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Tuesday, May 28, 2013
Novak Djokovic wins; Tomic retires news services

PARIS -- Novak Djokovic does not try to hide his ambitions. He makes perfectly clear that he wants to win a French Open title more than anything.

Embarking on a bid to complete a career Grand Slam and fill the only glaring hole on his résumé, the top-seeded and No. 1-ranked Djokovic pulled out a tight first set en route to a 7-6 (5), 6-4, 7-5 victory Tuesday in the first round against David Goffin, a Belgian who was the surprise of Roland Garros a year ago.

The key moment came in the first-set tiebreaker, with the 58th-ranked Goffin serving at 5-all. After he faulted once, a fan yelled, "Allez, David!" The 22-year-old Goffin then proceeded to miss his second serve, too, for a double-fault that gave Djokovic a set point.

Goffin's backhand into the net gave the set to Djokovic, who had won fewer total points until then (39-36).

From then on, though, there were not too many hiccups for Djokovic, although he did get broken at love by Goffin, evening the second set at 4-all. Djokovic broke right back, and was on his way.

In 2012, Goffin got into the French Open field as a "lucky loser" -- someone who loses in qualifying but is put in the main draw because another player withdrew -- and made it all the way to the fourth round. That's when he got to face Roger Federer, Goffin's idol, and even took a set off the owner of the most career major titles before he lost the match.

Djokovic, meanwhile, lost to seven-time French Open champion Rafael Nadal in the final a year ago in Paris. That ended Djokovic's 27-match Grand Slam winning streak and with it, his attempt to earn a fourth consecutive major championship.

Now Djokovic, who has won the Australian Open four times, and the U.S. Open and Wimbledon once each, would love to pick up his first trophy at Roland Garros to make a full set.

"This is the tournament that is the No. 1 priority of my year, of my season," the Serb said on the eve of the French Open. "This is where I want to win, and I'm going to go for it. I think my game is there, and I'm very, very motivated."

On Tuesday, he faced a total of only two break points, saving one, while converting 3 of 11 chances against Goffin, who displayed a beautiful touch at the net. Goffin was unafraid to move forward, something seen less and less these days, particularly on red clay.

As Goffin walked off toward the locker room after the match ended, Djokovic stopped what he was doing to join the Court Philippe Chatrier crowd in applauding.

Then it was Djokovic's turn to speak French to the fans during an interview, a post-match ritual that's become de rigueur this week. Serena Williams and Nadal did it, too (as did Federer, who has for years).

"It was a good match. I hope you enjoyed it," Djokovic said. "It was not easy, because David is a good player with a lot of talent and a lot of aggressiveness on the court."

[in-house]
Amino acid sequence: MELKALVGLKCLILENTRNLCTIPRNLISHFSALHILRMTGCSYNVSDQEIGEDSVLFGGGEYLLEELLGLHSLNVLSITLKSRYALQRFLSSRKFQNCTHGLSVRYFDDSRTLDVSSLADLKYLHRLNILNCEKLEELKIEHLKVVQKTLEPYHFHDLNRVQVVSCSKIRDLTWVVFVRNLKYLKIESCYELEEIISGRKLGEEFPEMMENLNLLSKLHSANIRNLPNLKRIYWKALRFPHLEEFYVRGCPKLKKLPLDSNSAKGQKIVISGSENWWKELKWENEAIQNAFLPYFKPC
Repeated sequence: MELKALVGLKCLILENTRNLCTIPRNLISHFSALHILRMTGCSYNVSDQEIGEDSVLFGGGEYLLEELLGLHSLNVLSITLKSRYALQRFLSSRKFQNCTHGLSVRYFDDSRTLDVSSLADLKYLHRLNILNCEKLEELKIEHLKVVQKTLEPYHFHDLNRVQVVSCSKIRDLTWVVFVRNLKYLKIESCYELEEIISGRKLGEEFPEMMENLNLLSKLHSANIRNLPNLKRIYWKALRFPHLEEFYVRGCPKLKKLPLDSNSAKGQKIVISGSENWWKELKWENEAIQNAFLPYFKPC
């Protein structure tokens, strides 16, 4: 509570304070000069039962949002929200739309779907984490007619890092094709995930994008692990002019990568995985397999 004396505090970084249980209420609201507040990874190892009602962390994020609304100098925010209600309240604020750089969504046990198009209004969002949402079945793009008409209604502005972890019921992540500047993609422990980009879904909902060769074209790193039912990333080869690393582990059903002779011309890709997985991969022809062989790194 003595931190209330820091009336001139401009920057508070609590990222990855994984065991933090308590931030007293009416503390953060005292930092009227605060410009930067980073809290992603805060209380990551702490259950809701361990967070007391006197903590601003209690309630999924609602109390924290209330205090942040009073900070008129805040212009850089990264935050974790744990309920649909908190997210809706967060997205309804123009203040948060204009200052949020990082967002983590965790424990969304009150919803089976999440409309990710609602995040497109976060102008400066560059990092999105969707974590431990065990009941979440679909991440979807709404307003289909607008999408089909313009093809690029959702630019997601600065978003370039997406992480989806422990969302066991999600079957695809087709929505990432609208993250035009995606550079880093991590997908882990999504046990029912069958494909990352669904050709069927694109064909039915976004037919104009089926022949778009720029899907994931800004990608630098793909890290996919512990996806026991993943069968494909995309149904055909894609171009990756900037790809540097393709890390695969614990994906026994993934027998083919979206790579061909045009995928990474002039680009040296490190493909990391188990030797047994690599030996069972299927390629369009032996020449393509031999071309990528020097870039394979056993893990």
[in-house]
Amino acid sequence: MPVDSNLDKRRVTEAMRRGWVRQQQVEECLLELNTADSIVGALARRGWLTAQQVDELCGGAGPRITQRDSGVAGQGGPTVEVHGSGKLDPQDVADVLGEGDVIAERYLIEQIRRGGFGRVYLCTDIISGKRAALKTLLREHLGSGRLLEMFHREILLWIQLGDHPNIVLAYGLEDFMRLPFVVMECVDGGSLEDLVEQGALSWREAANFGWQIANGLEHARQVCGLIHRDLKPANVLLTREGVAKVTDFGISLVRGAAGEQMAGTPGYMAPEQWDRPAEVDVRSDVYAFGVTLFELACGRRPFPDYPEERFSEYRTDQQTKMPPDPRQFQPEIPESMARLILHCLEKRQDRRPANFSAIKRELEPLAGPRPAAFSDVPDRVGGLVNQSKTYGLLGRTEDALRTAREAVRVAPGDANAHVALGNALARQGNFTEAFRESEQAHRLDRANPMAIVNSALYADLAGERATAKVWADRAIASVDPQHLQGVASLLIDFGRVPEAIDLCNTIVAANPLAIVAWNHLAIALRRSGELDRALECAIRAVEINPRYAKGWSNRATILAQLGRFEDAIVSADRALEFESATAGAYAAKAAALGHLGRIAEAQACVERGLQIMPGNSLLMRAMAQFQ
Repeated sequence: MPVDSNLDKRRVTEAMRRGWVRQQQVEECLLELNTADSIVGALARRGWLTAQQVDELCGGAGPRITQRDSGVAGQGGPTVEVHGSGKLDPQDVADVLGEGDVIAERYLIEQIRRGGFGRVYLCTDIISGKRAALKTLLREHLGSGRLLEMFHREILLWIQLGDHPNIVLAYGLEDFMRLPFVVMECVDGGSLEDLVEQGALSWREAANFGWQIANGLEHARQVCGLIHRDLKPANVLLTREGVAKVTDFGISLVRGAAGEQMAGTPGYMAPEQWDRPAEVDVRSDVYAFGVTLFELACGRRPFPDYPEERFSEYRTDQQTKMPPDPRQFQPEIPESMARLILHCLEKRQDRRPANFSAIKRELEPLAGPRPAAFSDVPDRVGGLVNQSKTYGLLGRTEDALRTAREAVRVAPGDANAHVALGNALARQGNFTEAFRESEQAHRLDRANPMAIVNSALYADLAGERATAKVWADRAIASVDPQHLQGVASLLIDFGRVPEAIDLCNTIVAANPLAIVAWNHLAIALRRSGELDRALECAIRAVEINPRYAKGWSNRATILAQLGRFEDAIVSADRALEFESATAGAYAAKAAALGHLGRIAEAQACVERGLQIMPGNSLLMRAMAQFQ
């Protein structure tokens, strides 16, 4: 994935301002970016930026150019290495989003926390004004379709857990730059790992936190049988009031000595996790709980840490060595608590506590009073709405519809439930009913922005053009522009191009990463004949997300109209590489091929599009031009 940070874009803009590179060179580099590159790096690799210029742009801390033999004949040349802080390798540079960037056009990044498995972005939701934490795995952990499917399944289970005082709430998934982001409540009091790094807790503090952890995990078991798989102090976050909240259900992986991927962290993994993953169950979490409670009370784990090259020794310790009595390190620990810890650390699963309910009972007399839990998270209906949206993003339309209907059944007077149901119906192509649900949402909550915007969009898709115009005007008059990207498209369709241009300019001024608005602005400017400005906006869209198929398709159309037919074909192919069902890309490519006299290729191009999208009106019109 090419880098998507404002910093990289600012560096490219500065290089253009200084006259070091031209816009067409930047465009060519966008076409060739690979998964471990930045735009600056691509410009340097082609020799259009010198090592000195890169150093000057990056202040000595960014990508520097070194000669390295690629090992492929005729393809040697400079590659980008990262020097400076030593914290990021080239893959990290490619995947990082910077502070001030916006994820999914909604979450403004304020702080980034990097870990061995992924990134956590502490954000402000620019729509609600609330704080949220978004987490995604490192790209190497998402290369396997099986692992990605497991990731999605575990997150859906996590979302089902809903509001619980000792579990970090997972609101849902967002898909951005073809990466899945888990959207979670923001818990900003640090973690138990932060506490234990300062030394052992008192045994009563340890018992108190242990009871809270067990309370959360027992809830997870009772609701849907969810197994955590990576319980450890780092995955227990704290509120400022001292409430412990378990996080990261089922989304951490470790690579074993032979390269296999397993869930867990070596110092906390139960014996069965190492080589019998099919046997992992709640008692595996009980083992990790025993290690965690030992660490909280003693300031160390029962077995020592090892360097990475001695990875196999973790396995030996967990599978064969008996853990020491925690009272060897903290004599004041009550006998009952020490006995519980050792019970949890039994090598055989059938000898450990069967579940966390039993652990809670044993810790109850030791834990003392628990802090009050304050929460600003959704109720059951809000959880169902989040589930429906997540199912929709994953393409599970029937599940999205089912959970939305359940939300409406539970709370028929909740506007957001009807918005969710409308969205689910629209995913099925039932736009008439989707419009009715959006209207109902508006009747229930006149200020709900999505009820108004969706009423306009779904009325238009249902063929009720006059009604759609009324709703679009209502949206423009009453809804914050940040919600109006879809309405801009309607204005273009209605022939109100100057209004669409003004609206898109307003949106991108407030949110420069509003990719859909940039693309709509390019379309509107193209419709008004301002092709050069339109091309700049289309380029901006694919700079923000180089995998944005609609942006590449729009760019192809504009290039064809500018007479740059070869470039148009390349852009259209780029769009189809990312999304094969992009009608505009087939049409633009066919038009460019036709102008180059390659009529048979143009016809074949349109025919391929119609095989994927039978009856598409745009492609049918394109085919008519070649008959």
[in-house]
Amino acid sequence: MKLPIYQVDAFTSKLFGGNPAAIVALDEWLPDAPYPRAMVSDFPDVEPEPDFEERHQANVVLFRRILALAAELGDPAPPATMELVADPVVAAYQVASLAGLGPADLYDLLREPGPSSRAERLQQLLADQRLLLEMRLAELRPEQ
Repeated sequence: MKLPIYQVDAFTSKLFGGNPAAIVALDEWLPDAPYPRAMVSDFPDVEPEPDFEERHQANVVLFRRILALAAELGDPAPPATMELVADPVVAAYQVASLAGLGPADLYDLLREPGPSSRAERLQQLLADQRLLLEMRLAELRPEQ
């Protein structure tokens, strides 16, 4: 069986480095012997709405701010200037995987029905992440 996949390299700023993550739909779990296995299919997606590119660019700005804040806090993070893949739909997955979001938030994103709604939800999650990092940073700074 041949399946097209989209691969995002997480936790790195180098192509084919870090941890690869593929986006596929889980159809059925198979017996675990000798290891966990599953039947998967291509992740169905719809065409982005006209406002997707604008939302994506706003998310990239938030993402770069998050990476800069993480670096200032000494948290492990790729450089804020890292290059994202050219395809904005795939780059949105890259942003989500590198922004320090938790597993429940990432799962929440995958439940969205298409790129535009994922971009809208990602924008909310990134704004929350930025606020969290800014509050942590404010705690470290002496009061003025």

Also Tuesday, Australian Bernard Tomic, whose father, John, was banned from attending the French Open because of an assault investigation, retired from his first-round match in the third set.

The 61st-ranked Tomic was treated for a right hamstring problem in the first set but played on until stopping while trailing 7-5, 7-6 (8), 2-1 against Victor Hanescu of Romania.

Tomic's father, John, is due in court in Madrid in October. He is accused of head-butting Bernard's hitting partner, Thomas Drouet.

"He's here right now in Paris, so, you know, he's still working with me, he's still my dad, he's still my coach," the 20-year-old Tomic said Tuesday. "And, you know, I love him a lot."

The ATP and International Tennis Federation barred John Tomic from receiving credentials for tournaments. The French tennis federation announced they would not allow him onto the grounds of their event, even as a paying spectator.

John Tomic had not been seen at the Roland Garros complex Tuesday, French federation spokesman Christophe Proust said.

"We've taken maximum precautions not to let him in," Proust said, adding that the younger Tomic "was playing on Court No. 6, which is a small court, so it's easy to see who's in the stands."

Three other men retired during matches: No. 28 Florian Mayer (right thigh), Alejandro Falla (stomach problems), and Simone Bolelli (right wrist).

In other men's action Tuesday, American Jack Sock, a 20-year-old qualifier ranked 118th, made a successful Roland Garros debut by beating Guillermo Garcia-Lopez 6-2, 6-2, 7-5. Sock wore initials on his shoes in honor of two friends who died recently in separate car crashes.

"Kind of hits you out of nowhere," he said. "I was definitely thinking of them out there."

No. 12 Tommy Haas, meanwhile, earned his first Grand Slam victory since turning 35, beating Guillaume Rufin 7-6 (4), 6-1, 6-3.

No. 9 Stanislas Wawrinka, and Philipp Kohlschreiber also advanced.

A teen also had his turn -- Lucas Pouille, a 19-year-old wild card from France, defeated American Alex Kuznetsov 6-1, 7-6 (2), 6-2.

No. 26 Grigor Dimitrov advanced when Falla retired with indigestion trailing 6-4, 1-0.

If Dimitrov -- he and Maria Sharapova are an item, so he was asked Tuesday about dealing with paparazzi -- reaches the third round, he could face Djokovic. That would be an intriguing matchup, given that Dimitrov defeated Djokovic on clay at Madrid three weeks ago.

"This is the kind of matches I'd always want to play in," Dimitrov said. "I feel good on the big courts and playing against good players."

Information from The Associated Press was used in this report.